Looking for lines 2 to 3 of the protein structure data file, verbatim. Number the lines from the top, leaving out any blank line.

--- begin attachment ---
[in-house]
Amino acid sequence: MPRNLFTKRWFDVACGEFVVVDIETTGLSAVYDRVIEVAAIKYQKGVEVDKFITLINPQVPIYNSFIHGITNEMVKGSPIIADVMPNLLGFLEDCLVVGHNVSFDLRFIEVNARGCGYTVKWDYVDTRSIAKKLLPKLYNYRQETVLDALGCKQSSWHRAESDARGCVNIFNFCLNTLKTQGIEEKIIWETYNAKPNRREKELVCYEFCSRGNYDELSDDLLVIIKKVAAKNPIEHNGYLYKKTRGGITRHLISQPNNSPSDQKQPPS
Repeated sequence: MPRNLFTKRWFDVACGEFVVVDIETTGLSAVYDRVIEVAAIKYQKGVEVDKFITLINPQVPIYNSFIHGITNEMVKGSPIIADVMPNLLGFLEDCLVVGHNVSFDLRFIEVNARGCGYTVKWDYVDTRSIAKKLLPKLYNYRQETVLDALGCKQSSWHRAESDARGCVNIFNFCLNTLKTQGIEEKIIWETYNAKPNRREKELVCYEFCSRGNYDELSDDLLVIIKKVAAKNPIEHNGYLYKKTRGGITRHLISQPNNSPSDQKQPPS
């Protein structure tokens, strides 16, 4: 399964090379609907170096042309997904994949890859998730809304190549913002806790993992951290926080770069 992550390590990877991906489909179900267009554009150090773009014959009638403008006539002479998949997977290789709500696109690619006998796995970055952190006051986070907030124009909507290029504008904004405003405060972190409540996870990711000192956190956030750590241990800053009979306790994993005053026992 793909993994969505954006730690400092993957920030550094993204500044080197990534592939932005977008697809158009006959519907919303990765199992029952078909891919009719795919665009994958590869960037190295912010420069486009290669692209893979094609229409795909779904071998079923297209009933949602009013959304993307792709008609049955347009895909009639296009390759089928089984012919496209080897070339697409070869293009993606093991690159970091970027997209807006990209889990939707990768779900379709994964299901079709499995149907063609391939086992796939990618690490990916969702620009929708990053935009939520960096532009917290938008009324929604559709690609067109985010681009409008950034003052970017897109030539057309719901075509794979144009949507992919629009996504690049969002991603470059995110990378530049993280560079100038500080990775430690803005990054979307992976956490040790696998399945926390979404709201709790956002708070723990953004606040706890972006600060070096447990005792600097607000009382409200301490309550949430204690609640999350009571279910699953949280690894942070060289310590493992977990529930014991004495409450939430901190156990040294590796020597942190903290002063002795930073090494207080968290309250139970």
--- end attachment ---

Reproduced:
Amino acid sequence: MPRNLFTKRWFDVACGEFVVVDIETTGLSAVYDRVIEVAAIKYQKGVEVDKFITLINPQVPIYNSFIHGITNEMVKGSPIIADVMPNLLGFLEDCLVVGHNVSFDLRFIEVNARGCGYTVKWDYVDTRSIAKKLLPKLYNYRQETVLDALGCKQSSWHRAESDARGCVNIFNFCLNTLKTQGIEEKIIWETYNAKPNRREKELVCYEFCSRGNYDELSDDLLVIIKKVAAKNPIEHNGYLYKKTRGGITRHLISQPNNSPSDQKQPPS
Repeated sequence: MPRNLFTKRWFDVACGEFVVVDIETTGLSAVYDRVIEVAAIKYQKGVEVDKFITLINPQVPIYNSFIHGITNEMVKGSPIIADVMPNLLGFLEDCLVVGHNVSFDLRFIEVNARGCGYTVKWDYVDTRSIAKKLLPKLYNYRQETVLDALGCKQSSWHRAESDARGCVNIFNFCLNTLKTQGIEEKIIWETYNAKPNRREKELVCYEFCSRGNYDELSDDLLVIIKKVAAKNPIEHNGYLYKKTRGGITRHLISQPNNSPSDQKQPPS